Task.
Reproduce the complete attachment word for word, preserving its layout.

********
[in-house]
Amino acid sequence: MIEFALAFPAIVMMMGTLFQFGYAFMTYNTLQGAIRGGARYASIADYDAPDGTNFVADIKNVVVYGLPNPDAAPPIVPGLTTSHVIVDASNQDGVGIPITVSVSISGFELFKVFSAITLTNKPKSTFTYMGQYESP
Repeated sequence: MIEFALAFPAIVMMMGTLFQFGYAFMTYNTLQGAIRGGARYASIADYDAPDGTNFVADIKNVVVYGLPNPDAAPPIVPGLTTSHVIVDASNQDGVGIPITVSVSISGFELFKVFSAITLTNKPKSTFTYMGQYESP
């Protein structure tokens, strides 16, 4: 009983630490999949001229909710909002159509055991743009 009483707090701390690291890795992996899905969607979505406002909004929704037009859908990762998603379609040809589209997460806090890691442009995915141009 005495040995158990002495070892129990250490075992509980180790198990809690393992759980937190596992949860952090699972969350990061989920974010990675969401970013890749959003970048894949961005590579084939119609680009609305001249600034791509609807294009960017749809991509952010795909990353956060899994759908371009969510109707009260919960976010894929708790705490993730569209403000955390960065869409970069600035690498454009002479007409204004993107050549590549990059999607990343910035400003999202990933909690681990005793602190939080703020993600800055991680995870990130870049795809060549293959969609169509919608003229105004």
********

[in-house]
Amino acid sequence: MIEFALAFPAIVMMMGTLFQFGYAFMTYNTLQGAIRGGARYASIADYDAPDGTNFVADIKNVVVYGLPNPDAAPPIVPGLTTSHVIVDASNQDGVGIPITVSVSISGFELFKVFSAITLTNKPKSTFTYMGQYESP
Repeated sequence: MIEFALAFPAIVMMMGTLFQFGYAFMTYNTLQGAIRGGARYASIADYDAPDGTNFVADIKNVVVYGLPNPDAAPPIVPGLTTSHVIVDASNQDGVGIPITVSVSISGFELFKVFSAITLTNKPKSTFTYMGQYESP
């Protein structure tokens, strides 16, 4: 009983630490999949001229909710909002159509055991743009 009483707090701390690291890795992996899905969607979505406002909004929704037009859908990762998603379609040809589209997460806090890691442009995915141009 005495040995158990002495070892129990250490075992509980180790198990809690393992759980937190596992949860952090699972969350990061989920974010990675969401970013890749959003970048894949961005590579084939119609680009609305001249600034791509609807294009960017749809991509952010795909990353956060899994759908371009969510109707009260919960976010894929708790705490993730569209403000955390960065869409970069600035690498454009002479007409204004993107050549590549990059999607990343910035400003999202990933909690681990005793602190939080703020993600800055991680995870990130870049795809060549293959969609169509919608003229105004």